The Wait command in dog training is similar to the Stay command. The difference is that in a Wait the dog does not have to stay still, such as in the Stay command. Teaching your dog to Wait is useful when opening crates, doors, crossing the street, etc. Anytime you need your dog to stop for a few seconds. For example you might want your dog to Wait in the kitchen while you answer the door, or get your mail. Wait would allow her to move around while she’s waiting, just not to leave the general area.
If you’re going to work with your dog in the house, such as to keep him in one room, you’ll can use your training treats, as incentive.
But if you’re going to work with them on your way out the door, or when you’re releasing them from their crates, then going out, and getting out is their reward. It’s best to practice in all situations that you’ll want them to Wait in. Such as every time you let them out of their crates, or every time you go outside.
Teaching your dog to Wait at the door:
- Whenever you’re ready to let your dog out of his crate, or when you’re ready to go through a door, start by giving him the Wait command. I also hold up one finger, we have deaf and hard of hearing dogs in the house.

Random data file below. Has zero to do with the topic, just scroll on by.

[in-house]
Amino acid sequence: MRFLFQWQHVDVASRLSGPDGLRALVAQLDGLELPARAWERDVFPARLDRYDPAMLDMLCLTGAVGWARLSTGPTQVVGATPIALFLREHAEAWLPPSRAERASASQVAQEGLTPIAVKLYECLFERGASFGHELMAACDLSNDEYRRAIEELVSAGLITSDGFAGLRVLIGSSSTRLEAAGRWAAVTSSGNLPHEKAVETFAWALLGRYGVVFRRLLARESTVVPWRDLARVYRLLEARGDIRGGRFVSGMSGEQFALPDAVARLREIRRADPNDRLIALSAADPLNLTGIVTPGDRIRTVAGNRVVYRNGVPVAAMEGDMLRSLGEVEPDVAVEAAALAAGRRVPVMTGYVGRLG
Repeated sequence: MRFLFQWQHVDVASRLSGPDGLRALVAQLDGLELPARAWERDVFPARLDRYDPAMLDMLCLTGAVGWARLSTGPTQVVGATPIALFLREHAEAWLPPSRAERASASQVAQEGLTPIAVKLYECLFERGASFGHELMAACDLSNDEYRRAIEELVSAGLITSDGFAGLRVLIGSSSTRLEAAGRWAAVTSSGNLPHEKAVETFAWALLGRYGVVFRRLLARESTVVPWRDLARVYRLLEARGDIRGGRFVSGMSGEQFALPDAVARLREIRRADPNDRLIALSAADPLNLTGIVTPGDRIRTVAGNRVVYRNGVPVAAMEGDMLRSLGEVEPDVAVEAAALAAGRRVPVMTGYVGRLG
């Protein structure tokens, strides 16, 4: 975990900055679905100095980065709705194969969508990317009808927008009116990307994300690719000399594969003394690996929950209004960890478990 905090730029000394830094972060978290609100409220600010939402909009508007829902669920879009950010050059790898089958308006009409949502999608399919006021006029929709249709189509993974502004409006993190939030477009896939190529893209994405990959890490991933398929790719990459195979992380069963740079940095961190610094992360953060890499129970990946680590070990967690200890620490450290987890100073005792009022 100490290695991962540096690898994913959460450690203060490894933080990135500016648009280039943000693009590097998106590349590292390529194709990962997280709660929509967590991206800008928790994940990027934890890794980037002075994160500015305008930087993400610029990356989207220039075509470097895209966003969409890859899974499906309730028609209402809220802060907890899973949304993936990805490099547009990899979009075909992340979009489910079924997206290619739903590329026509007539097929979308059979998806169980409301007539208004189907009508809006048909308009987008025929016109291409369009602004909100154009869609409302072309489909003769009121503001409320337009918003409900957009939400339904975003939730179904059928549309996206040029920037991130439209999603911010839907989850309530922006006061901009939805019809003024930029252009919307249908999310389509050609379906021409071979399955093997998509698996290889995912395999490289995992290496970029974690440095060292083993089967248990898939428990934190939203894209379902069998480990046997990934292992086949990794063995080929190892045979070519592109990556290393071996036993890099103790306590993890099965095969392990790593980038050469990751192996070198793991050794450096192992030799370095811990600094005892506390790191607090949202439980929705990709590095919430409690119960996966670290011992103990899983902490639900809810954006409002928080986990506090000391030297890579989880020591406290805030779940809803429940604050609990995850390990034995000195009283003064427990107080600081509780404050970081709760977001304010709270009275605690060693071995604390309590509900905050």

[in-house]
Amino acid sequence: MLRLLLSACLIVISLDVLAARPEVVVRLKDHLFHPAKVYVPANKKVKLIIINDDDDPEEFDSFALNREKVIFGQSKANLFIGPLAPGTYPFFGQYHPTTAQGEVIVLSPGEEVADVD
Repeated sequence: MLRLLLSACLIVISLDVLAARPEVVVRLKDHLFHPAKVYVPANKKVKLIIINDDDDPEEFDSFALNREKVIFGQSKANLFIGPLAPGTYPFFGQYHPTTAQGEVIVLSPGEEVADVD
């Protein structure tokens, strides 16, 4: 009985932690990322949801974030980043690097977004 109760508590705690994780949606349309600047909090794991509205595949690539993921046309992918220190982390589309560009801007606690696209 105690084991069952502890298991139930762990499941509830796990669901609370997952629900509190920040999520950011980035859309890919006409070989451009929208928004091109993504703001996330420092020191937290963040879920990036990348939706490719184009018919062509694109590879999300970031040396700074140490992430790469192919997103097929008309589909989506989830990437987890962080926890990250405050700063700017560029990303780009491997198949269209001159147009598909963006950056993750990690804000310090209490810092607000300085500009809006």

- Open the door a little bit, and if he tries to go for it, quickly close the door.
- Repeat steps 1 and 2. Keep closing the door if he lunges for it.
- If he hesitates, even slightly, reward the behavior. Praise him and and give your release command, Okay/Go/etc., as you let him through the door.
- Once your dog begins to Wait when you give the command, start gradually increasing the time you make him wait. You can also start to open the door a little wider. But stay ready to close it quickly should he lunge towards if before you give him the release command.
- Keep working on until he Waits for the release command, even while the door is wide open.
Teaching your dog to Wait at the door dog training video:
Teaching your dog to Wait at a crosswalk dog training video:
This post is part of the series 10 Basic Dog Training Commands & How to Teach Them
Other posts in this series: